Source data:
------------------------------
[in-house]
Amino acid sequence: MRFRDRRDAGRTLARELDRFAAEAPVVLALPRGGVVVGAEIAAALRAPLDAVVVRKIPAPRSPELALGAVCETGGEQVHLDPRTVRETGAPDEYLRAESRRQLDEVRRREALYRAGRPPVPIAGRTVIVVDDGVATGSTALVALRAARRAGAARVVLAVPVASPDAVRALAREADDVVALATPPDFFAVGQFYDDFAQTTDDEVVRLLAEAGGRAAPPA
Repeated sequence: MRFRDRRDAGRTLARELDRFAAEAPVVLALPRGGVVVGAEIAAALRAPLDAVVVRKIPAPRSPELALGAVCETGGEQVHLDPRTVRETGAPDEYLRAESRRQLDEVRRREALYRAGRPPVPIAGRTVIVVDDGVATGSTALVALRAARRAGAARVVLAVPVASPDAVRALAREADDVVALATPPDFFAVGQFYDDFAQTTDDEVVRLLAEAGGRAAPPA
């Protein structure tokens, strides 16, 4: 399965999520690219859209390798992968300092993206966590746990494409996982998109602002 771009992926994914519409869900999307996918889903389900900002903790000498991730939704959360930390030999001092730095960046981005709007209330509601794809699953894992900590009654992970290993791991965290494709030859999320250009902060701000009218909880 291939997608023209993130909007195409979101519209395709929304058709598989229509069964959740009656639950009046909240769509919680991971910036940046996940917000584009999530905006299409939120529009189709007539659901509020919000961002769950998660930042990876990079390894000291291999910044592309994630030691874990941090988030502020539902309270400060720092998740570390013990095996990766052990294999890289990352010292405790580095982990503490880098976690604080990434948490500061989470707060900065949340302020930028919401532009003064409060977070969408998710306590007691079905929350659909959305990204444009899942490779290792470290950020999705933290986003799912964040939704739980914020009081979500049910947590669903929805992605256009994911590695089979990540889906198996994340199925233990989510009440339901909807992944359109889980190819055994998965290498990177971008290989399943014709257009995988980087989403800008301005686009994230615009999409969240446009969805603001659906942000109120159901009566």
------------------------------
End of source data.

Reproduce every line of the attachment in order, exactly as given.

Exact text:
[in-house]
Amino acid sequence: MRFRDRRDAGRTLARELDRFAAEAPVVLALPRGGVVVGAEIAAALRAPLDAVVVRKIPAPRSPELALGAVCETGGEQVHLDPRTVRETGAPDEYLRAESRRQLDEVRRREALYRAGRPPVPIAGRTVIVVDDGVATGSTALVALRAARRAGAARVVLAVPVASPDAVRALAREADDVVALATPPDFFAVGQFYDDFAQTTDDEVVRLLAEAGGRAAPPA
Repeated sequence: MRFRDRRDAGRTLARELDRFAAEAPVVLALPRGGVVVGAEIAAALRAPLDAVVVRKIPAPRSPELALGAVCETGGEQVHLDPRTVRETGAPDEYLRAESRRQLDEVRRREALYRAGRPPVPIAGRTVIVVDDGVATGSTALVALRAARRAGAARVVLAVPVASPDAVRALAREADDVVALATPPDFFAVGQFYDDFAQTTDDEVVRLLAEAGGRAAPPA
């Protein structure tokens, strides 16, 4: 399965999520690219859209390798992968300092993206966590746990494409996982998109602002 771009992926994914519409869900999307996918889903389900900002903790000498991730939704959360930390030999001092730095960046981005709007209330509601794809699953894992900590009654992970290993791991965290494709030859999320250009902060701000009218909880 291939997608023209993130909007195409979101519209395709929304058709598989229509069964959740009656639950009046909240769509919680991971910036940046996940917000584009999530905006299409939120529009189709007539659901509020919000961002769950998660930042990876990079390894000291291999910044592309994630030691874990941090988030502020539902309270400060720092998740570390013990095996990766052990294999890289990352010292405790580095982990503490880098976690604080990434948490500061989470707060900065949340302020930028919401532009003064409060977070969408998710306590007691079905929350659909959305990204444009899942490779290792470290950020999705933290986003799912964040939704739980914020009081979500049910947590669903929805992605256009994911590695089979990540889906198996994340199925233990989510009440339901909807992944359109889980190819055994998965290498990177971008290989399943014709257009995988980087989403800008301005686009994230615009999409969240446009969805603001659906942000109120159901009566």